You know we the people oppose any tax hike because all it does is make your budget bigger and fatter.
Speak for youself and quit pretending to speak for "we the people." You sure don't speak for me.
I don't enjoy paying taxes any more than anyone does. Nor do I approve of wasteful spending. But I also recognize and accept the reality that in order to function for the general welfare of its citizens, a government must have revenues, which will be generated by taxation. Thus, I do not take not the knee-jerk, mindless reactionary's "no taxes" posture we hear so often expressed these days that it drowns out rational discussion of tax issues.
To reiterate what I've said before about this cockamamie proposal: Direct democracy works only to the extent that the people voting on a particular proposition have the opportunity to debate aqnd shape it, in the role of legislators. In Michigan, though, voters would only get opportunity to cast a yes or no vote on a proposition written and shaped by someone else. They have no opportunity to form the proposition themselves.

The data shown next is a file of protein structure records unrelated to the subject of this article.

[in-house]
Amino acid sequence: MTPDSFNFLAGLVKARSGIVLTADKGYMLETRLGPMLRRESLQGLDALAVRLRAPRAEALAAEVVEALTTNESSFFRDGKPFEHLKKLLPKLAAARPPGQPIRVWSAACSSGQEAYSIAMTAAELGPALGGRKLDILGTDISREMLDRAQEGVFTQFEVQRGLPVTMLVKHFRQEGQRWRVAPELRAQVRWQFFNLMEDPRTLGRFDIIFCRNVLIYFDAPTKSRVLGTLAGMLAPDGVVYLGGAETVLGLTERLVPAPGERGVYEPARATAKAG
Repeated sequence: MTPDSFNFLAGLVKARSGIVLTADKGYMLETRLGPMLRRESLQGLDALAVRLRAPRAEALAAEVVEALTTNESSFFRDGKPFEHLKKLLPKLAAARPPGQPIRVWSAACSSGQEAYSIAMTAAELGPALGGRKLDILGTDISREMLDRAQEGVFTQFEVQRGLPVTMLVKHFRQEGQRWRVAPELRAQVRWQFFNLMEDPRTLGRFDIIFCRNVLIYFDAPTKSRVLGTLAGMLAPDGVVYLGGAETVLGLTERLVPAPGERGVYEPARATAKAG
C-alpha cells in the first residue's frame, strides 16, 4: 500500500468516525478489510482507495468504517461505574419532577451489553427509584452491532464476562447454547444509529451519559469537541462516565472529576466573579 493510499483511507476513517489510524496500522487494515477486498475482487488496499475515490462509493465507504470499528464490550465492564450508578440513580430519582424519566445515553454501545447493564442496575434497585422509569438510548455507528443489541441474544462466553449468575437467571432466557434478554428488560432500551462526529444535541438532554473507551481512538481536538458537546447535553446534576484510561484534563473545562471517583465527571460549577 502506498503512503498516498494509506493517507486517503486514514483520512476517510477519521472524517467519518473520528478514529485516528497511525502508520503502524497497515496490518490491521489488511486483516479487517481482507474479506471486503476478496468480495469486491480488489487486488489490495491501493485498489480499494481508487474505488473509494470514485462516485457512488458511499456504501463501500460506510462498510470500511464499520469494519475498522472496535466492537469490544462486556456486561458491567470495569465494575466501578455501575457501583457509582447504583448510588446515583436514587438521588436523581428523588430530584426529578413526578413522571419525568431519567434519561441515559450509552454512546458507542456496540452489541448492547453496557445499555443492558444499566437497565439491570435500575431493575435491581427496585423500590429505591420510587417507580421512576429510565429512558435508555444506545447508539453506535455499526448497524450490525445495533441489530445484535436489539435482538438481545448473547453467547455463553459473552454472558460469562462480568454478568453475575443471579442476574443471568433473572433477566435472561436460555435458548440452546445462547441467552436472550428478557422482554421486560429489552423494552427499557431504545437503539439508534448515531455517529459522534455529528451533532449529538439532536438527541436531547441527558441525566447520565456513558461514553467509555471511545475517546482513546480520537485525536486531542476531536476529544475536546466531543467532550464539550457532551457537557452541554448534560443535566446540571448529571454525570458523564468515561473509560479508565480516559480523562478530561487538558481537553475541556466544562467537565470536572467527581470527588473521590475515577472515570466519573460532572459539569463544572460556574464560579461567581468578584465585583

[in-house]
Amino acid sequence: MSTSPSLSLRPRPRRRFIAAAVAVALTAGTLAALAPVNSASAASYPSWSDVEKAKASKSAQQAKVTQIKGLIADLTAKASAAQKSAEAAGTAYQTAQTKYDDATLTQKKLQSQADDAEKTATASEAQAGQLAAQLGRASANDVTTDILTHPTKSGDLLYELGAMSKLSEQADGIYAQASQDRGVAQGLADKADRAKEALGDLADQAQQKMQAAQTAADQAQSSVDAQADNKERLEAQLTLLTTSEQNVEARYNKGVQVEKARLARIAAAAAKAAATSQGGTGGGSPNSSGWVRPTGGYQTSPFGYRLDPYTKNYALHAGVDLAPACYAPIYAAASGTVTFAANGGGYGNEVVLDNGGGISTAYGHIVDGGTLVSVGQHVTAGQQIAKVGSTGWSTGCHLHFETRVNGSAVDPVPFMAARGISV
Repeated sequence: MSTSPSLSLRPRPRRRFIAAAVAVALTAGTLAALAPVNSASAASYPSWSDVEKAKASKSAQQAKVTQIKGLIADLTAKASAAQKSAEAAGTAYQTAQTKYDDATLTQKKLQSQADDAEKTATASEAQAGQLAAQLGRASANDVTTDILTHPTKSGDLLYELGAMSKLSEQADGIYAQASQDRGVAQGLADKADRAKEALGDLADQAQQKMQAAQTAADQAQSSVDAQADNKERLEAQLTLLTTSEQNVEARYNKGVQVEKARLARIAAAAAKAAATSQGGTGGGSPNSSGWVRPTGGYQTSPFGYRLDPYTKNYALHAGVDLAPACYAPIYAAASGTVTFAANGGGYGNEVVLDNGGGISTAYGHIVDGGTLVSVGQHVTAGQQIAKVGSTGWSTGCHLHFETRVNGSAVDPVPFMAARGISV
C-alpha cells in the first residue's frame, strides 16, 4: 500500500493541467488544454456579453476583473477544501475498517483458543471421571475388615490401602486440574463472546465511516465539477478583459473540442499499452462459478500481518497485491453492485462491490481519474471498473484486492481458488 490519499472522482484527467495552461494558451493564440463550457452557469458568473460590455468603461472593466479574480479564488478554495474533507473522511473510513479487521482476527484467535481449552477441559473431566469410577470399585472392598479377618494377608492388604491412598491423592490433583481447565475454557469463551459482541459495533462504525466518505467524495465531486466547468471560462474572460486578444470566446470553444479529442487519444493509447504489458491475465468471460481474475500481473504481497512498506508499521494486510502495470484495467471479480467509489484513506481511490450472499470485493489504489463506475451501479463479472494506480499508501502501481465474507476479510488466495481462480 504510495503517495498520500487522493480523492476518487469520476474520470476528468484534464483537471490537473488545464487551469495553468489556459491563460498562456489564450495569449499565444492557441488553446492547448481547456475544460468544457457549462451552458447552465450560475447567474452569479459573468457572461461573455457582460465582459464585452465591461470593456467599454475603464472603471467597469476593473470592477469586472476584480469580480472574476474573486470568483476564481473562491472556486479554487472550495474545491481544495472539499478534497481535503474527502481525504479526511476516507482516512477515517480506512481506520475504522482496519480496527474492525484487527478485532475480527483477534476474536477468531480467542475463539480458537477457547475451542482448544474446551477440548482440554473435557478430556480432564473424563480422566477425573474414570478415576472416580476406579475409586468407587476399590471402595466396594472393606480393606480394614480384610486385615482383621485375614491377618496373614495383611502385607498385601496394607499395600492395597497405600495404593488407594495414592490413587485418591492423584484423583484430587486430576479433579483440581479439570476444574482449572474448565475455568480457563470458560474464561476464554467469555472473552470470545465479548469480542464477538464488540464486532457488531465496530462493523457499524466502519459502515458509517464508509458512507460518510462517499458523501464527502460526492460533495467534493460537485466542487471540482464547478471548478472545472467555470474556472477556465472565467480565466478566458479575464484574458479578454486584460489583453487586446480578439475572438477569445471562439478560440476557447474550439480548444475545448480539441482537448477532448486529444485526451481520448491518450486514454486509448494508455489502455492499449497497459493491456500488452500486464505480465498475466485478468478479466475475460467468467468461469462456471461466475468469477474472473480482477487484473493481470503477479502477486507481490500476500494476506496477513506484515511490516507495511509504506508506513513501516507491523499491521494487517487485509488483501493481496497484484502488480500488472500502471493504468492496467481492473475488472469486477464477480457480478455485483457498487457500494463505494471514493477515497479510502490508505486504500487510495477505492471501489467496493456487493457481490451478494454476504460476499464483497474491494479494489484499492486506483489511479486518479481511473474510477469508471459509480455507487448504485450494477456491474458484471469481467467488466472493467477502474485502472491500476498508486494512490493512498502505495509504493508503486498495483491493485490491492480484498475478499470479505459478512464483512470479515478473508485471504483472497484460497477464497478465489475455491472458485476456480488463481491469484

Thus, this really is not a proposal to expand democracy at all. It is a proposal to further weaken our republican form of representative government through which individual citizens actually can wield some influence on the legislative process through contact with their elected representatives. Like the failed experiment with legislative term limits this proposal actually would stifle rather than expand public opportunity to participate meaningfully in the process of governance. That is why it should be rejected.